Niche Markets: Covering the Bases
The private firms that operate 95 percent of the housing on the nation’s military installations face a paradox.
The private firms that operate about 95 percent of the housing on the nation’s military installations face a paradox. Under the Department of Defense’s two-decade-old privatization initiative, those operators are investing in upgrades and offering attractive amenity packages tailored to the military families that comprise the vast majority of residents on base. Moreover, on-base housing tends to offer rents that are competitive and often discounted significantly over off-base counterparts.
Yet an estimated 50 percent of military families still prefer to find residences beyond the boundaries of the installation, according to Department of Defense data. Even though this phenomenon reflects historical patterns to some extent, a variety of evolving trends are at work.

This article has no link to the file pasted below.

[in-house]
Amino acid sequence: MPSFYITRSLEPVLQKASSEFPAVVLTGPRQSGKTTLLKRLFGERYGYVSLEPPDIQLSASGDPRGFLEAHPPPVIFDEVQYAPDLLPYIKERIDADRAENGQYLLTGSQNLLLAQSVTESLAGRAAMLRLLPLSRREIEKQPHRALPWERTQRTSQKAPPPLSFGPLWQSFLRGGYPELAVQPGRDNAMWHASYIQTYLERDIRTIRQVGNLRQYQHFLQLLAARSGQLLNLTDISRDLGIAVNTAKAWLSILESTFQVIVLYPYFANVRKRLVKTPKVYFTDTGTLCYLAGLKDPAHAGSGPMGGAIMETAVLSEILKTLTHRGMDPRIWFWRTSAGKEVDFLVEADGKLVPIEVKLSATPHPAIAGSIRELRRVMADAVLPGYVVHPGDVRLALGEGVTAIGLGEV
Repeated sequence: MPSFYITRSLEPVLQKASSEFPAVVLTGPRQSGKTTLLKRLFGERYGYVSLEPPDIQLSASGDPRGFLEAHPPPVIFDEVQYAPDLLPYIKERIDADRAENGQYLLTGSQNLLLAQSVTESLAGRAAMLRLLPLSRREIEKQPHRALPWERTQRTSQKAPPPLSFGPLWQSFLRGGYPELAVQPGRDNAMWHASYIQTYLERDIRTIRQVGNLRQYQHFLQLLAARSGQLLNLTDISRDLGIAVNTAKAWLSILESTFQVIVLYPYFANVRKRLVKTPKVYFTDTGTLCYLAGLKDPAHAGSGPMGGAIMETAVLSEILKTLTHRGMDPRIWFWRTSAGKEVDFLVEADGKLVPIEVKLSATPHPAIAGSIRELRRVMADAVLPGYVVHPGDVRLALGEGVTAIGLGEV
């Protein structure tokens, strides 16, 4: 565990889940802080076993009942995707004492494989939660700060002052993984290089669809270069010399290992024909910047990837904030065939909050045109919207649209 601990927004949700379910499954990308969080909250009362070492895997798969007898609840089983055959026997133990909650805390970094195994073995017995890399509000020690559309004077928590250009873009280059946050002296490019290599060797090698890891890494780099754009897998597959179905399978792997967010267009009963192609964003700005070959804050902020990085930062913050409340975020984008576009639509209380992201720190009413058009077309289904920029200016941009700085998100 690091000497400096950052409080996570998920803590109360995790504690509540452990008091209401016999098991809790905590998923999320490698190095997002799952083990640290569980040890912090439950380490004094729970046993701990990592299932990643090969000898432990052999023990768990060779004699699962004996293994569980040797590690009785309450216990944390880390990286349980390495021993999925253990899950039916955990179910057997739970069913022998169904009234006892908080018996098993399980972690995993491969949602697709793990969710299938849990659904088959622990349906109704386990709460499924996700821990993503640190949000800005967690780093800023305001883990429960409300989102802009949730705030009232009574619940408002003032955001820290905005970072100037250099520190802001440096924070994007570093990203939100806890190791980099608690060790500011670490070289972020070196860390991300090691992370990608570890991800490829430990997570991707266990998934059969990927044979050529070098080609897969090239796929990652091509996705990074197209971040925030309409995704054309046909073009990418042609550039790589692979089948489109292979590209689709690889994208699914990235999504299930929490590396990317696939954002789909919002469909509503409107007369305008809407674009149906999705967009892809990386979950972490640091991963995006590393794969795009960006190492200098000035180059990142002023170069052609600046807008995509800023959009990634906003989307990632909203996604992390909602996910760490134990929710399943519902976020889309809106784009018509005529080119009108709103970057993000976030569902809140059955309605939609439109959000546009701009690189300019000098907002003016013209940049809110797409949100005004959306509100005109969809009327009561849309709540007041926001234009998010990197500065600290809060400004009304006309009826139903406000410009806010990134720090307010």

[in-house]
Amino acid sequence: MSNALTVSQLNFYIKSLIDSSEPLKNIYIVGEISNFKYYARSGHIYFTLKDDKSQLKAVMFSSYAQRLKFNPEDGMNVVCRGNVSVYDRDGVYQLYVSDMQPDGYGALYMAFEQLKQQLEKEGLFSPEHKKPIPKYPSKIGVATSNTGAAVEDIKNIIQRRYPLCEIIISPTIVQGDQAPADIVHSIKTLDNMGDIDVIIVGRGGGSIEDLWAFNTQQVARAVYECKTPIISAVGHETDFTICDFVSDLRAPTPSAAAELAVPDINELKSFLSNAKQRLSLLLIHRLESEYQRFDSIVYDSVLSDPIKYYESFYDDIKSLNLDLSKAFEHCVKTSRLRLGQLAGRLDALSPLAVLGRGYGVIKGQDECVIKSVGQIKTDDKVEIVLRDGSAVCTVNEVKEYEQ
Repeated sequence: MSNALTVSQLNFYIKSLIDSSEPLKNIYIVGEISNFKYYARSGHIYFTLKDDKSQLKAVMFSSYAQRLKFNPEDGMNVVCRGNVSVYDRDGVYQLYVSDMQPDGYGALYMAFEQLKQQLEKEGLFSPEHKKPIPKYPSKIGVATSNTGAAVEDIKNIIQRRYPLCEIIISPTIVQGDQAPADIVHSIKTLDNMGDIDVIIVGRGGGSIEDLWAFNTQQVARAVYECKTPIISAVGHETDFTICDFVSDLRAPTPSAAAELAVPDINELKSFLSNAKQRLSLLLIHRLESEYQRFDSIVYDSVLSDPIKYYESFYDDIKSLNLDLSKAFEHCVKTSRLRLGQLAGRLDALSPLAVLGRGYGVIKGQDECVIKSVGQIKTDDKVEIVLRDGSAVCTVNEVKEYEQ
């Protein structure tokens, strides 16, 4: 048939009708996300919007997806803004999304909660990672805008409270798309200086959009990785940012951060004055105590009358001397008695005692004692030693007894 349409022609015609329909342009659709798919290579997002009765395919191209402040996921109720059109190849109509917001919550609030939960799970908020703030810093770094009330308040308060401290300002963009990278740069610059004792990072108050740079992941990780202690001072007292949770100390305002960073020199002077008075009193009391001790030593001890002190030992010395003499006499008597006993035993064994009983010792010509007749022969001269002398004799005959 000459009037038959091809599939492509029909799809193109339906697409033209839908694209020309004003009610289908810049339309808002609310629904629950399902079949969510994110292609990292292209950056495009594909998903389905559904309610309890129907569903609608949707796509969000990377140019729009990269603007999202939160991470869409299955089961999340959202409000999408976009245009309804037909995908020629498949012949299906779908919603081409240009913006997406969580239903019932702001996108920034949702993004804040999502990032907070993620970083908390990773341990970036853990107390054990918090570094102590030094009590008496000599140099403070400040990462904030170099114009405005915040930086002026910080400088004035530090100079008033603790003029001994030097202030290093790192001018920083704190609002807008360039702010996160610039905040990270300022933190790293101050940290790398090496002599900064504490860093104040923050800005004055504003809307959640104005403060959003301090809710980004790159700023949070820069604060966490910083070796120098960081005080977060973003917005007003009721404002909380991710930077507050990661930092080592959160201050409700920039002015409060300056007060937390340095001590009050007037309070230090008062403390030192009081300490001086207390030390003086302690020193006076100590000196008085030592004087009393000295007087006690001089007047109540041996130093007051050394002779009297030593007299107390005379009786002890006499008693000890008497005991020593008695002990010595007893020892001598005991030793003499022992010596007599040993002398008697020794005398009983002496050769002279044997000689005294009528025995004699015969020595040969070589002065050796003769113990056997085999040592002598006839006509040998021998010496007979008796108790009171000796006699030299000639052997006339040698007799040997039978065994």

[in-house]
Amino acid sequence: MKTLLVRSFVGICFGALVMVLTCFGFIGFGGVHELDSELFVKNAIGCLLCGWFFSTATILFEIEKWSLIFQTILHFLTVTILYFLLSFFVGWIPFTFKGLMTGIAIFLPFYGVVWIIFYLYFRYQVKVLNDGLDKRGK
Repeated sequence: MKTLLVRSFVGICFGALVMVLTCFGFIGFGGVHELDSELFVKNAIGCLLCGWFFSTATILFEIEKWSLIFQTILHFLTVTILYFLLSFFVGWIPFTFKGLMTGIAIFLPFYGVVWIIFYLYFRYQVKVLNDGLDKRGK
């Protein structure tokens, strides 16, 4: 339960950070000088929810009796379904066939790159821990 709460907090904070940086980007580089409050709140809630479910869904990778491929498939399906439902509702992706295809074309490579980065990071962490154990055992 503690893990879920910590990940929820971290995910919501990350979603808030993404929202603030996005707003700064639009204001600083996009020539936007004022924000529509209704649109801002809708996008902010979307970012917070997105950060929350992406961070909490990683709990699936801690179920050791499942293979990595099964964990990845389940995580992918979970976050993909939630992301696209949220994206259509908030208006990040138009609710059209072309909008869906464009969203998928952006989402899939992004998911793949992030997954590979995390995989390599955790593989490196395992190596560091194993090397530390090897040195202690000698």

To begin with, the lines between on-base and off-base communities are blurring. “More military residents are considering off-base housing because it has become more intertwined now with the community on the base itself,” said Karen Plesh, vice president of operations for Hunt Military Communities, which operates about 52,000 units for the four military branches on more than 40 bases. “Some of that comes from the financial constraints to renovate, whereas in the conventional world they can change the rent prices. Many of these families are just looking for a different style of home.”
Moreover, the market conditions affecting service members’ choices vary widely. Among Hawaii’s 11 bases, for instance, on-base housing is in great demand because pricing comes at a considerable discount to the Aloha State’s notoriously high rents. On the other end of the spectrum, civilian housing prices go head-to-head with their military counterparts near Tennessee’s only installations, Arnold Air Force Base (roughly equidistant from Chattanooga and Nashville) and NSA Mid-South, a Navy facility located about nine miles north of Memphis. That parity tends to reduce the military housing’s built-in advantage with service members.